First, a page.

After having multiple sessions that included tapping, and some sets of the stingers, June mentioned a full sting. Here I am lying on the table, thinking a set was a full sting. When I received a set, I would experience swelling in the area, but also relief from the pain and inflammation. I asked her what is the difference between a set and a full sting. June explained that a a tap delivers about 1 micrograms of venom, a set delivers about 10 micrograms of venom, and a full sting delivers about 100 micrograms of venom. After a few moments of silence I said, I’m a little scared now. June said we didn’t have to do it today. I needed time to absorb the idea of the full stings. I remembered the reaction to the sting I had gotten from the black bumblebee, and was a little freaked out that a full sting, offering so much venom would cause me some pain. To be honest, the sets up to this point were not painful, so I thought I was a total stud, then I hear from June, that I haven’t really experienced the full power of the bee venom therapy. So yeah, I was a little hesitant to consider multiple full stings.
At my next visit, June said she had been thinking about doing full stings. Considering my last visit with her, it was all could think about. The taps and the sets were helping with my pain, and inflammation, but I wanted to get even more benefit. I really wanted the full benefits of BVT so I had already decided to ask for the full stings. I told her I also had been thinking about full stings. And we were off. She started with my hips as they were huge, painful, problem areas for me. June used an ice pack, for a few seconds on the site, and then she lets the bee do her thing. Honeybees leave their stinger behind when they sting, and that is the delivery method of the larger quantity of venom. After using the ice the one time, we didn’t use it again. Knowing that a sting is coming it is not surprising, and although I can feel some of them “fire” up, I just breathe through the stronger ones. The effects of the stings were longer lasting, and in some way quite addictive.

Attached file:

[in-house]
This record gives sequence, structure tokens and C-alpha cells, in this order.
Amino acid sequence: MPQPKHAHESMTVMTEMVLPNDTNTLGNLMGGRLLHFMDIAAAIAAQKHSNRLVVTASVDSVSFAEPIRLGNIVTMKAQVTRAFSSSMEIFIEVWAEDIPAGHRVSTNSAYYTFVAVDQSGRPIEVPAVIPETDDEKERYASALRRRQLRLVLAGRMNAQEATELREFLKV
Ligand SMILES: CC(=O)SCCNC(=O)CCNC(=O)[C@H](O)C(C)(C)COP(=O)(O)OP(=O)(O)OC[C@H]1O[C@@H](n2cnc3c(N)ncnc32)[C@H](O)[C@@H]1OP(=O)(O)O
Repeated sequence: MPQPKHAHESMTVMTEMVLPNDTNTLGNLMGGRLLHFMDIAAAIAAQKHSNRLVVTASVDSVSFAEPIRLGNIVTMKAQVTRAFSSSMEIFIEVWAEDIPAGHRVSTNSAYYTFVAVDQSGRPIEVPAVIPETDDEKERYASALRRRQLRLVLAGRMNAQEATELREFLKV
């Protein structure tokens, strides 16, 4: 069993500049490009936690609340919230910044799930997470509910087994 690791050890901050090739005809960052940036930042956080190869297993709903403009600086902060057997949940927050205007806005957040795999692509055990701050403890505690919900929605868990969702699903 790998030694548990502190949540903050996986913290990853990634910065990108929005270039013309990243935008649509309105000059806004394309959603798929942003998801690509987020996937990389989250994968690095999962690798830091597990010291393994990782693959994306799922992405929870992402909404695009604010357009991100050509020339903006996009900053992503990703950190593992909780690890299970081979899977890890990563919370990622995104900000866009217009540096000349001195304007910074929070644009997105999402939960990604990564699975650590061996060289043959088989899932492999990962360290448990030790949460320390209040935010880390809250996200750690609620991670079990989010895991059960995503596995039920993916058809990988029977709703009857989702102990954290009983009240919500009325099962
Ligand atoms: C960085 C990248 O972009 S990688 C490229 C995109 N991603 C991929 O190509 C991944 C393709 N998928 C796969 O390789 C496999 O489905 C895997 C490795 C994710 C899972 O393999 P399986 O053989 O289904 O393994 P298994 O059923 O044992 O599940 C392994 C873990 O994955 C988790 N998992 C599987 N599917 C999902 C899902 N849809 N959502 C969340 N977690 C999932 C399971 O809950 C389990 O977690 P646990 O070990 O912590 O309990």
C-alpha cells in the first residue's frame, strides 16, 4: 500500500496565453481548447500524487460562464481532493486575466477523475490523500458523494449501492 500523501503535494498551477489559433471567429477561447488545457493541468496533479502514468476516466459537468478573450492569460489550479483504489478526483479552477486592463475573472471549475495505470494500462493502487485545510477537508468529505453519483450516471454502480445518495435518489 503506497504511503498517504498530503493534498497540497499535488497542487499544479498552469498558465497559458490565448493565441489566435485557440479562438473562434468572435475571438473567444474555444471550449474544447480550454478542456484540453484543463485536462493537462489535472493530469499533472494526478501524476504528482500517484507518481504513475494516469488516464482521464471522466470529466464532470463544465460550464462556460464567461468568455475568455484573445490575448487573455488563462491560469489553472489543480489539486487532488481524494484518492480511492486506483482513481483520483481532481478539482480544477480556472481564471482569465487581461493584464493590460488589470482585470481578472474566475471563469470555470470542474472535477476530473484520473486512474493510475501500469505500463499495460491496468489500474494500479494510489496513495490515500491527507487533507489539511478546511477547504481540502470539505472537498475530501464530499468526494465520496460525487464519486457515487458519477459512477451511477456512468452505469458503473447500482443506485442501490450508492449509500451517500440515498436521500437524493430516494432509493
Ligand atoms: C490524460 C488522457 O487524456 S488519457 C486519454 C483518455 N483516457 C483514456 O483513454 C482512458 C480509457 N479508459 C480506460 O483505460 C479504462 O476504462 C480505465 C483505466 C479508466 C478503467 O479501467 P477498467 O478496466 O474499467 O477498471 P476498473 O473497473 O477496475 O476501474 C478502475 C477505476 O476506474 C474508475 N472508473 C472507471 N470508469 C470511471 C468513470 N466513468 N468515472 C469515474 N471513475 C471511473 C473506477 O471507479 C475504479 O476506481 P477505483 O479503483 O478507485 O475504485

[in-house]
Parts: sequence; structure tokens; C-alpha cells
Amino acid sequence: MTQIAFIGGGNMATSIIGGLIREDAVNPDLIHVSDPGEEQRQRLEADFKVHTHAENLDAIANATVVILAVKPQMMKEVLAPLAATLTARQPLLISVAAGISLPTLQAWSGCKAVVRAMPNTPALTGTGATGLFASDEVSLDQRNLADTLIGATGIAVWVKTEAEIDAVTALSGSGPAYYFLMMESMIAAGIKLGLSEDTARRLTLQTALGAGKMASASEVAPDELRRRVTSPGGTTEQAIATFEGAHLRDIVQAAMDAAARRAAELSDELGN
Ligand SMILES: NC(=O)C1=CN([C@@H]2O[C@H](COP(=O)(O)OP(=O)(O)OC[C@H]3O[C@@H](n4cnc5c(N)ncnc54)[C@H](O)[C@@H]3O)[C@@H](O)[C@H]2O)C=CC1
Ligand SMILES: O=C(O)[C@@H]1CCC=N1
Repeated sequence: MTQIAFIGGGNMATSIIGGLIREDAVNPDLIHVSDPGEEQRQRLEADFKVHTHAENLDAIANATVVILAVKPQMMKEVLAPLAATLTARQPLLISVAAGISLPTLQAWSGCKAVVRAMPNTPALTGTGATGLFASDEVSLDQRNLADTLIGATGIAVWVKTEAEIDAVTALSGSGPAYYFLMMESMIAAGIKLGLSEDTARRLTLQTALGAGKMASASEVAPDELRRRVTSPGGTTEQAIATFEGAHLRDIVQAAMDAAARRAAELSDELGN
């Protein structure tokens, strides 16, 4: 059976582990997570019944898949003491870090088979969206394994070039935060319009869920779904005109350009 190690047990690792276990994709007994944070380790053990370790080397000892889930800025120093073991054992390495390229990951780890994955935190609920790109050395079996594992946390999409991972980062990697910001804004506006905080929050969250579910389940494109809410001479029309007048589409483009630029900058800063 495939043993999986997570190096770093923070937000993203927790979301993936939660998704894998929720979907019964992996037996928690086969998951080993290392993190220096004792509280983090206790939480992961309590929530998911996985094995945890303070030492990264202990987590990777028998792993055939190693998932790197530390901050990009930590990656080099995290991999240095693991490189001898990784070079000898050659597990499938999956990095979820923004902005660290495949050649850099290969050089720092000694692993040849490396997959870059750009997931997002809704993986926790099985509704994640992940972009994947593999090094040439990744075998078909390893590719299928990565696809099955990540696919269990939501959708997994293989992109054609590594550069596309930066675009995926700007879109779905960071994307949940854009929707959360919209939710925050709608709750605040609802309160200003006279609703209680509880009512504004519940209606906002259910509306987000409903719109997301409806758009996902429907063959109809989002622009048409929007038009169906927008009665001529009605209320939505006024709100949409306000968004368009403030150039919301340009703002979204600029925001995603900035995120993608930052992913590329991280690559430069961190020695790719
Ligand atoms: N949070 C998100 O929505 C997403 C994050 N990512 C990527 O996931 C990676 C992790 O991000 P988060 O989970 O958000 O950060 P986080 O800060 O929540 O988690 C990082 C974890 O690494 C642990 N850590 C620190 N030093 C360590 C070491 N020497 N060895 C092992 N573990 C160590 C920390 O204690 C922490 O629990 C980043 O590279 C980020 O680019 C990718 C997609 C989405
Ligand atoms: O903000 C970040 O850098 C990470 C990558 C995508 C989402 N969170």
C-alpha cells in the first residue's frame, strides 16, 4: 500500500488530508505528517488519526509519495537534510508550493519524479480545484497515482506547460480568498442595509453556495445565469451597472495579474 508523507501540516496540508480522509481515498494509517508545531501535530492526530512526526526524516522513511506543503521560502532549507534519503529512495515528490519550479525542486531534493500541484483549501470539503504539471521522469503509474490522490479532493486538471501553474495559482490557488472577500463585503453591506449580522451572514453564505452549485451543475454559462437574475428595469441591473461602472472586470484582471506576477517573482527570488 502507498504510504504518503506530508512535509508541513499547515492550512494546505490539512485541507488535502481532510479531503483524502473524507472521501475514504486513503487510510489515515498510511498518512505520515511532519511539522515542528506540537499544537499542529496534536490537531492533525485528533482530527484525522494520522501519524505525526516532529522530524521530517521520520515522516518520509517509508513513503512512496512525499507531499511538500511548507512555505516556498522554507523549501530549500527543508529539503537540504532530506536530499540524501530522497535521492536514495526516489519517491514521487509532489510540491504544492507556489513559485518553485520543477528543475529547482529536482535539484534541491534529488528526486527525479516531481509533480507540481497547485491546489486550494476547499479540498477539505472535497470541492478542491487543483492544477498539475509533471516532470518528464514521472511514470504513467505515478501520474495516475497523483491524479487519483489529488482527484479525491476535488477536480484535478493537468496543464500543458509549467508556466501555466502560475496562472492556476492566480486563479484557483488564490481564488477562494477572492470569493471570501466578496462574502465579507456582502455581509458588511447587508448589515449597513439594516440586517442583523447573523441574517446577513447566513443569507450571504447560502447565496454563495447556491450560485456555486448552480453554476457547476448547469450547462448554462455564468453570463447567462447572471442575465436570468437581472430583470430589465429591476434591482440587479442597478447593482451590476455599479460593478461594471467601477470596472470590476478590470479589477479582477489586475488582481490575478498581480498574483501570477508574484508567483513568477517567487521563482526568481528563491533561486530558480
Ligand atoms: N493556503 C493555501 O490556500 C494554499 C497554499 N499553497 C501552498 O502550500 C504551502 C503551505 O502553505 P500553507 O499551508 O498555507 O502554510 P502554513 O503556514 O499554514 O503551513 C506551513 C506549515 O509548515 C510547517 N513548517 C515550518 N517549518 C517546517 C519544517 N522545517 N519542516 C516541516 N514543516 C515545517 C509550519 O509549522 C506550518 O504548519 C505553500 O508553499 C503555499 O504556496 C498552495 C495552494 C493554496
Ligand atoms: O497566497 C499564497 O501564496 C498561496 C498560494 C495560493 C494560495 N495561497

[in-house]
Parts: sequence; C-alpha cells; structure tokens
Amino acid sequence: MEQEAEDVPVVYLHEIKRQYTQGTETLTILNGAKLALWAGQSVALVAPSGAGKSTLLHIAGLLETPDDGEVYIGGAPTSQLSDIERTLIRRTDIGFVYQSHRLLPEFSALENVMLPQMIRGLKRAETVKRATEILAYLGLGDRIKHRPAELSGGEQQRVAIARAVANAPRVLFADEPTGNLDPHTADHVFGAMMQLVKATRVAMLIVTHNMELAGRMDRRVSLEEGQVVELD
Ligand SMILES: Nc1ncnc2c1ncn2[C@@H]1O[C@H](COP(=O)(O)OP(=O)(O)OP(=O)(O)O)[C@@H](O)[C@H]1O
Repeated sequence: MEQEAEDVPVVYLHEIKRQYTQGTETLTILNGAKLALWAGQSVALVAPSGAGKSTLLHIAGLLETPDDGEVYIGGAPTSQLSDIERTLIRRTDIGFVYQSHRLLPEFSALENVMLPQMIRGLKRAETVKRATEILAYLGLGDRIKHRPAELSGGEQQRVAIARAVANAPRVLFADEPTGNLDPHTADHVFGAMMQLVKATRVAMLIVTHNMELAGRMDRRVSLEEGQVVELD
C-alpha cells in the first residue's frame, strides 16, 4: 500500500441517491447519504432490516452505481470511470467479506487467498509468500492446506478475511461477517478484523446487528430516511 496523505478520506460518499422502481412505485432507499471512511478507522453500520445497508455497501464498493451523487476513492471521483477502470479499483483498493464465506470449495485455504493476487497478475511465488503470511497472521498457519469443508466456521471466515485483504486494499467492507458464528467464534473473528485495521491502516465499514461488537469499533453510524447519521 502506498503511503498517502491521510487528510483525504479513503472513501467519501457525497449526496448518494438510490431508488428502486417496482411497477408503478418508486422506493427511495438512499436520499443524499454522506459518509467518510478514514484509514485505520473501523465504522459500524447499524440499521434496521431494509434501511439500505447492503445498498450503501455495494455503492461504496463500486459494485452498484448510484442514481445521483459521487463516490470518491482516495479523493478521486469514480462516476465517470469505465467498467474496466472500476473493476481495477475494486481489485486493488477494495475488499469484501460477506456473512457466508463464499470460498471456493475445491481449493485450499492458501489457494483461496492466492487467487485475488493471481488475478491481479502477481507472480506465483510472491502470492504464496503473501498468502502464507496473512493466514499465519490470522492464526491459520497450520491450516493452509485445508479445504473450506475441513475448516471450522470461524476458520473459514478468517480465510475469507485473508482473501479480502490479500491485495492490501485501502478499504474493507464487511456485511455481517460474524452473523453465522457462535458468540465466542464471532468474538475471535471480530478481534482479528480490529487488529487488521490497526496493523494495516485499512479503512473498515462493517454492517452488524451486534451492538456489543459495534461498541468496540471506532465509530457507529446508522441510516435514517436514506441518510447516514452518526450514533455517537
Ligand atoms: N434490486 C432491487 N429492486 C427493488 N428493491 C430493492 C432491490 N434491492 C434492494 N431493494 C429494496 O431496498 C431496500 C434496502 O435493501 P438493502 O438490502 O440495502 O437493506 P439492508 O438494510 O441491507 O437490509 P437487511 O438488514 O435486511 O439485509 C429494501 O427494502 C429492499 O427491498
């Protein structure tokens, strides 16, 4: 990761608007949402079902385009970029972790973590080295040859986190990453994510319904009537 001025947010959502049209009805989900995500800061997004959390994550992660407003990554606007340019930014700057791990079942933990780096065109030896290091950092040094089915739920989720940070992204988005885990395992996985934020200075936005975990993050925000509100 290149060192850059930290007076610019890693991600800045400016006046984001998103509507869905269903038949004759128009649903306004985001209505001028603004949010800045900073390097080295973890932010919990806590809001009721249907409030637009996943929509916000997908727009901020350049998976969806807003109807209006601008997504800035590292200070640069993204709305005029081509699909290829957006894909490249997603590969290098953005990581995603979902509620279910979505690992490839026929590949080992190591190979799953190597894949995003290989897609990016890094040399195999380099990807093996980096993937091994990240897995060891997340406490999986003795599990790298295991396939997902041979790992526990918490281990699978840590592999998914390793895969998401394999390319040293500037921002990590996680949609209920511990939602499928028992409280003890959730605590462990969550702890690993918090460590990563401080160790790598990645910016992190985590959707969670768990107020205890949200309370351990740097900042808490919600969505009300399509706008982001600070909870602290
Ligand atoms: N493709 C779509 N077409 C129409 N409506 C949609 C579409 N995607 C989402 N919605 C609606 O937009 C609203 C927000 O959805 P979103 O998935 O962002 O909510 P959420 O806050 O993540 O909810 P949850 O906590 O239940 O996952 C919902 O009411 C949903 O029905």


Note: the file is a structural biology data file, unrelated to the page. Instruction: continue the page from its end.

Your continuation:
Then we moved to my lower back. I think I have gotten as many as eleven full stings at one visit. And upwards of twenty bees for tapping and sets. Usually, I would get a set or a full sting in each hip, which she will sometimes surround with some sets. I think she called that the “Eye of the Dragon” and five or more full stings in my lower back. Occasionally I will ask for work on my arm, or my ankle, and she will also touch up my knees. Most recently having complained about an issue I have with my right ankle, June gave me a treatment which included a full sting on the ankle, some sets, and tapping. She did this on both ankles, and then also on my left arm that continues to be problematic. I felt so good afterward, for days, much less pain, much less annoyance with those areas.
I look forward to each visit, as this form of treatment causes me no side effects other than feeling good. June is able to tune up my organs as well, and she works in conjunction with my Doctor of Oriental Medicine in my treatment. Without these two incredible women in my life today, I can’t imagine how I would be coping. Certainly my husband would be bearing the brunt of my chronic pain. This alternative treatment has had a profound impact on my life. The honey bees are amazing little creatures with incredible healing properties.
*Name changed for purposes of this article.